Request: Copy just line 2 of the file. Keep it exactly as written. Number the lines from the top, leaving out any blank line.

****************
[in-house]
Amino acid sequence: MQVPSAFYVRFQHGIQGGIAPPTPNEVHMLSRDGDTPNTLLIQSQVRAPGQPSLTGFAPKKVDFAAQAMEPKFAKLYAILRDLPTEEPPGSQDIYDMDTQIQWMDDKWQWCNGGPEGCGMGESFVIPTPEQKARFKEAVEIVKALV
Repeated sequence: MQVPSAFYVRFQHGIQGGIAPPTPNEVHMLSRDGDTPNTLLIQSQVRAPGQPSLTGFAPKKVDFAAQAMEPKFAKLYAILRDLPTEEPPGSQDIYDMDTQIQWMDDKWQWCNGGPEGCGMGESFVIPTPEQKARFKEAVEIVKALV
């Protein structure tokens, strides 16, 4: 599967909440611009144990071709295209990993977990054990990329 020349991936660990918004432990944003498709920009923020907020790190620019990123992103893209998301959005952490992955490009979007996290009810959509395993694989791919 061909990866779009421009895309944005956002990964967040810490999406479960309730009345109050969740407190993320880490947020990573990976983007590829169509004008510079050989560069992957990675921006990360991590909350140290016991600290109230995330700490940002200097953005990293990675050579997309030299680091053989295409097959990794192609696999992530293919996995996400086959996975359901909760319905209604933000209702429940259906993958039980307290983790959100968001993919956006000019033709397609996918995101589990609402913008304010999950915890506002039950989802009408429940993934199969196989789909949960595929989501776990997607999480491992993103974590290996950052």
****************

Amino acid sequence: MQVPSAFYVRFQHGIQGGIAPPTPNEVHMLSRDGDTPNTLLIQSQVRAPGQPSLTGFAPKKVDFAAQAMEPKFAKLYAILRDLPTEEPPGSQDIYDMDTQIQWMDDKWQWCNGGPEGCGMGESFVIPTPEQKARFKEAVEIVKALV